: a happy ending :

happy danceGetting out of bed in the morning is a part-time job. My knees ache, my neck is stiff, my back hurts, I’m snappish and lethargic and useless. Um, is that news?

Only to me; I’m not decrepit. I ride a bike, walk, choose stairs over elevators, heck, I tote that barge and lift that bale. But lately I’ve been a tired, run-down mess, it’s a struggle just putting one foot in front of the other. I’m constantly on the lookout for a comfortable chair and someone to yell at. Then it dawned on me: I’m not falling apart. I need thyroid medication.

It’s been a month since the prescription ran out and my doctor refused to renew it without tests and office visits I can’t afford. The month also brought an unexpected death in my family, so I’ve been distracted and heartbroken and otherwise engaged. The thyroid deal wasn’t even on the radar until it popped up alongside the myriad complaints. So I finally decided to suck it up, raise the white flag, and call the doctor.

I made the first call around 10 Friday morning, but was shot to voicemail and told to leave a message. So I tried again at 10:30; again leave a message. 11:00, leave a message. 11:30, leave a message. I left a message, all right. It wasn’t pretty, it was pointed and concise and got results.

Long story short, my prescription’s been renewed and I feel better already. A blood test is scheduled for late December, to allow time for my thyroid levels to readjust, and will be followed by an office visit in mid-February. Which is what I’d asked for originally, spreading things out, doing it in stages instead of one inordinately expensive clump. Suddenly, that’s fine, perfectly acceptable. Sure, after a pointless month of anxiety, enfeeblement, and general pissiness. Oy.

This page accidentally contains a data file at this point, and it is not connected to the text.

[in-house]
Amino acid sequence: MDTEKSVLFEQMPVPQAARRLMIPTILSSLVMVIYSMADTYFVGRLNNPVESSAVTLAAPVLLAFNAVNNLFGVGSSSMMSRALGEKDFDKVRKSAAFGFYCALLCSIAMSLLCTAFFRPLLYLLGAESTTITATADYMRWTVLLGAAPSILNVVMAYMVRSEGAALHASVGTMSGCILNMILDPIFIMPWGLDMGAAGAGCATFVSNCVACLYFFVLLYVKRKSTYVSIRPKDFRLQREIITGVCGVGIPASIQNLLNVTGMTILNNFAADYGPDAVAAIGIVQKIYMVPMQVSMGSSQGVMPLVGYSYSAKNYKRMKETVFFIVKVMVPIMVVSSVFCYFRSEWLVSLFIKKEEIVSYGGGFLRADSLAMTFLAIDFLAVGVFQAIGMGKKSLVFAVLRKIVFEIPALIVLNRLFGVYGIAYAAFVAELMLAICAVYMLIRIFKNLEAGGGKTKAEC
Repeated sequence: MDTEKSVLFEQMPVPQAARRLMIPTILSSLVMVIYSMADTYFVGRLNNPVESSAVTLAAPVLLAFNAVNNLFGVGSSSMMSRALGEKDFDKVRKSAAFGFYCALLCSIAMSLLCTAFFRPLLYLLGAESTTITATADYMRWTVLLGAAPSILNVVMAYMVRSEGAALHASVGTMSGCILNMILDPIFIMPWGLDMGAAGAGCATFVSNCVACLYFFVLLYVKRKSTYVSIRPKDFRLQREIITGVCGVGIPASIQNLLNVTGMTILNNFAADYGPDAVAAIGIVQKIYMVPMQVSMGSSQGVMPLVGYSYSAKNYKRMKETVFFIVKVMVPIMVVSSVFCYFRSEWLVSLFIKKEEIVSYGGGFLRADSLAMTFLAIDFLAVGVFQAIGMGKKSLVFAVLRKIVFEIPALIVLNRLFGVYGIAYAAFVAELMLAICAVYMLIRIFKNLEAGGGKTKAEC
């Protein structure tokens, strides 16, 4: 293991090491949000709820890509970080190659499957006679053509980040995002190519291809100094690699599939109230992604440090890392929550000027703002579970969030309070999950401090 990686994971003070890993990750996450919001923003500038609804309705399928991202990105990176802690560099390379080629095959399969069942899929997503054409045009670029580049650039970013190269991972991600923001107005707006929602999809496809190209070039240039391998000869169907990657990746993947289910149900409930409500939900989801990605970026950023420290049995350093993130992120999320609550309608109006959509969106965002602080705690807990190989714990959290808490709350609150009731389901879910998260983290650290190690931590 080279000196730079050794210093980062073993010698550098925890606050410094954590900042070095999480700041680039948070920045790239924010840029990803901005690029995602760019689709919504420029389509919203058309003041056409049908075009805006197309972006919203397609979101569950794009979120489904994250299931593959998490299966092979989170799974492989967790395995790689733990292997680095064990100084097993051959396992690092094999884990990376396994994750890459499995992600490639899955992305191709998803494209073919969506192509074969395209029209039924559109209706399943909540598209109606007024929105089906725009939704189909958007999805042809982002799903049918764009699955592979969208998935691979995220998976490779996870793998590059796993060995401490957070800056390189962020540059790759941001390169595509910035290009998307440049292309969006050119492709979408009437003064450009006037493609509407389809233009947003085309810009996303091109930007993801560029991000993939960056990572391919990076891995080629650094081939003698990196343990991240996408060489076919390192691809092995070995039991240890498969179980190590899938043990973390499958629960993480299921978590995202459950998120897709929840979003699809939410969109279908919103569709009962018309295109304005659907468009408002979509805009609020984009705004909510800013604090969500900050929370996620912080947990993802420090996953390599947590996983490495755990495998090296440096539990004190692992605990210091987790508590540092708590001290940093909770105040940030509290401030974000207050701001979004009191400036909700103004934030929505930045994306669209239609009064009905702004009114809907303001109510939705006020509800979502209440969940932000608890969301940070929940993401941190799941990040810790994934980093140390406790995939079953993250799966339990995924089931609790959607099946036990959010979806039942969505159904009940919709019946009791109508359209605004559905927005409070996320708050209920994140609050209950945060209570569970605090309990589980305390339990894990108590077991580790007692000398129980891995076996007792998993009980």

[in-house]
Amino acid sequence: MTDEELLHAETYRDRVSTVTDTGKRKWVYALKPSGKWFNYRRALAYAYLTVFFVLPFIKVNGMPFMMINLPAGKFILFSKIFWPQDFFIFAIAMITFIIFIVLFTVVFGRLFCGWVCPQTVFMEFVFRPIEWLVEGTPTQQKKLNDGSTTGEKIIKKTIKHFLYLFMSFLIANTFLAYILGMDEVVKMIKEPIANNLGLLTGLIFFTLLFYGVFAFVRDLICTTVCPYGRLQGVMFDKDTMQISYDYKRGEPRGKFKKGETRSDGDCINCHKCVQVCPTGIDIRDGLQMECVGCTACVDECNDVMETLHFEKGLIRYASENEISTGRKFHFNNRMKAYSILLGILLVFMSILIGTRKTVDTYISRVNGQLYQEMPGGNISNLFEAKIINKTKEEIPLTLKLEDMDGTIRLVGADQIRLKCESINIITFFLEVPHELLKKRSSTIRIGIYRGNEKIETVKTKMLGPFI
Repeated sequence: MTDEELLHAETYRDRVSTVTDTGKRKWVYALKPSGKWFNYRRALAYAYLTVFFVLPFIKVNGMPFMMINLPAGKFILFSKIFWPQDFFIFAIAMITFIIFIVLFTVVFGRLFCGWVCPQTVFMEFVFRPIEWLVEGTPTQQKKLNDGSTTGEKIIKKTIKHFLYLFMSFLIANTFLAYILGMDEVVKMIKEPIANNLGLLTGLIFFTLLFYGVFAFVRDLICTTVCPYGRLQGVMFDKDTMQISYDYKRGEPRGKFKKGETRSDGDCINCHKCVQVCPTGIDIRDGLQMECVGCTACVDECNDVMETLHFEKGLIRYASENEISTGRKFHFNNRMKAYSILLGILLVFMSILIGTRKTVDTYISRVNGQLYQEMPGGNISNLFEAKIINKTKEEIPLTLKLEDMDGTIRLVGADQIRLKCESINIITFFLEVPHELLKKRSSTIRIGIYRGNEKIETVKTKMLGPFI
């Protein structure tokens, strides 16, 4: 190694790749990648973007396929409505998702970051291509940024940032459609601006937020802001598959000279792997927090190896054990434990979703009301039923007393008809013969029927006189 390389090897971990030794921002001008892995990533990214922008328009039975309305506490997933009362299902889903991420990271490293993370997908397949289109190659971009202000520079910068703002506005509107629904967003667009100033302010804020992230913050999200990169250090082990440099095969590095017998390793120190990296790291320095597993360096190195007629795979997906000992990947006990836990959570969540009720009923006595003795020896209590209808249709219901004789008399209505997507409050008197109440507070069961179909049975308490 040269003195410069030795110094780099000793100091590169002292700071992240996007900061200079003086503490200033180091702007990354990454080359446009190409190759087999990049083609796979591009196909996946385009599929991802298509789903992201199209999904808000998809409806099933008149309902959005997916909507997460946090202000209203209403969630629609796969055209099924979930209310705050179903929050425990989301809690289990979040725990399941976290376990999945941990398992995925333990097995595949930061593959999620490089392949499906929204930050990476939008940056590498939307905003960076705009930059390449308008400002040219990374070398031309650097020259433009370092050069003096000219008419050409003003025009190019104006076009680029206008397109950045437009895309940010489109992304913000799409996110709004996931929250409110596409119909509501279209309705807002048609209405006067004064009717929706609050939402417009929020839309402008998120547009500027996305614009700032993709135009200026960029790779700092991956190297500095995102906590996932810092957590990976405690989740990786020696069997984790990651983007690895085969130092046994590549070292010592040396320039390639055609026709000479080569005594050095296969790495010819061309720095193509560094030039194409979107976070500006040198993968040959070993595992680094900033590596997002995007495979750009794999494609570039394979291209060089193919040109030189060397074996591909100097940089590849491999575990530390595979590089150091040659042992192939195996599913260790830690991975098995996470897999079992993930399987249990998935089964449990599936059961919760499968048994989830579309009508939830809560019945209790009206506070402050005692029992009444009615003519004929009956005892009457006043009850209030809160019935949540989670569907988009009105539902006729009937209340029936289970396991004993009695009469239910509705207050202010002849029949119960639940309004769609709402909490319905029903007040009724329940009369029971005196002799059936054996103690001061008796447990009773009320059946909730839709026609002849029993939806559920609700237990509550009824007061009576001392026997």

My naturally sunny disposition will return forthwith. Please stand by.

happy sun

copyright © 2015 the whirly girl

10 responses to “: a happy ending :”

  1. Anyone who uses the word “Oy” is alright in my book. Glad you got the thyroid meds – not having them when you need them is no joke. Condolences on your loss – expected or unexpected, losing a loved one hurts like hell. Take care.


    1. Oy is a great word, isn’t it? Versatile and expressive. I’d hoped I would rebound quicker with the thyroid meds, but nope. Your condolences still brought me to tears. Maybe another week or two. Thanks, nugget :o)

      Liked by 1 person

    2. I know what you mean. When my mummy died, about a year ago, I was completely shocked. Also, Oy is a great word.


      1. I hate admitting this, but death kind of freaks me out. Always has. I’d say oy here, but I don’t want to wear it out. So, sheesh — a lesser substitute.


    1. You might want to have a seat. This could take a while :o/


  2. You mean there is a pill I can take for my crankiness?

    Liked by 1 person

    1. If only, right? This pill only halts you at full-blown tantrums. You can still make a good run at hissy fits, though.


  3. First, I am very sorry for your loss. Please accept my heartfelt condolences and know you and yours are in my thoughts when I lift my friends and family to the light for healing.

    I am so glad your doctor finally provided you with what you needed. I was worried for you!

    Liked by 1 person

    1. Thanks, I appreciate your concern and thoughtfulness. It’s been an awful month, so having meds is a relief. I’m hoping they kick in soon. Really, really soon. In the meantime, one foot in front of the other.


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